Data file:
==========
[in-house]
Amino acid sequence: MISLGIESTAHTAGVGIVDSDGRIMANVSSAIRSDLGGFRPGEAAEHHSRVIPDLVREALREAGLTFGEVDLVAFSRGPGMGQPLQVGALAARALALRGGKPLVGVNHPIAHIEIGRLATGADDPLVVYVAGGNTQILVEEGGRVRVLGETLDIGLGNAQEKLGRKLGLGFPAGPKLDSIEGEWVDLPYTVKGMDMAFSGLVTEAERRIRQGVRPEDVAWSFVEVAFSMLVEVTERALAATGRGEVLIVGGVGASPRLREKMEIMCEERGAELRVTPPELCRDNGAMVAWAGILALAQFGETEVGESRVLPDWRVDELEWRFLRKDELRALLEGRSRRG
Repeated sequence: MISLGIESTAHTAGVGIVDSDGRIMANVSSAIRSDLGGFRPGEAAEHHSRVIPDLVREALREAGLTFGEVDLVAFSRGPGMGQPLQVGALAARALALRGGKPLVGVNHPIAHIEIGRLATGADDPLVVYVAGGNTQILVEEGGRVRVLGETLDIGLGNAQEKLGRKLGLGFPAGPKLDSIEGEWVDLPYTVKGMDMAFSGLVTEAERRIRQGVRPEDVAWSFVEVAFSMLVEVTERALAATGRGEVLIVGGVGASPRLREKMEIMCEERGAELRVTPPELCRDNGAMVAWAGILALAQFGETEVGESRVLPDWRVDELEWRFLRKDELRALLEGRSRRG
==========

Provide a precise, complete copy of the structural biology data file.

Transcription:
[in-house]
Amino acid sequence: MISLGIESTAHTAGVGIVDSDGRIMANVSSAIRSDLGGFRPGEAAEHHSRVIPDLVREALREAGLTFGEVDLVAFSRGPGMGQPLQVGALAARALALRGGKPLVGVNHPIAHIEIGRLATGADDPLVVYVAGGNTQILVEEGGRVRVLGETLDIGLGNAQEKLGRKLGLGFPAGPKLDSIEGEWVDLPYTVKGMDMAFSGLVTEAERRIRQGVRPEDVAWSFVEVAFSMLVEVTERALAATGRGEVLIVGGVGASPRLREKMEIMCEERGAELRVTPPELCRDNGAMVAWAGILALAQFGETEVGESRVLPDWRVDELEWRFLRKDELRALLEGRSRRG
Repeated sequence: MISLGIESTAHTAGVGIVDSDGRIMANVSSAIRSDLGGFRPGEAAEHHSRVIPDLVREALREAGLTFGEVDLVAFSRGPGMGQPLQVGALAARALALRGGKPLVGVNHPIAHIEIGRLATGADDPLVVYVAGGNTQILVEEGGRVRVLGETLDIGLGNAQEKLGRKLGLGFPAGPKLDSIEGEWVDLPYTVKGMDMAFSGLVTEAERRIRQGVRPEDVAWSFVEVAFSMLVEVTERALAATGRGEVLIVGGVGASPRLREKMEIMCEERGAELRVTPPELCRDNGAMVAWAGILALAQFGETEVGESRVLPDWRVDELEWRFLRKDELRALLEGRSRRG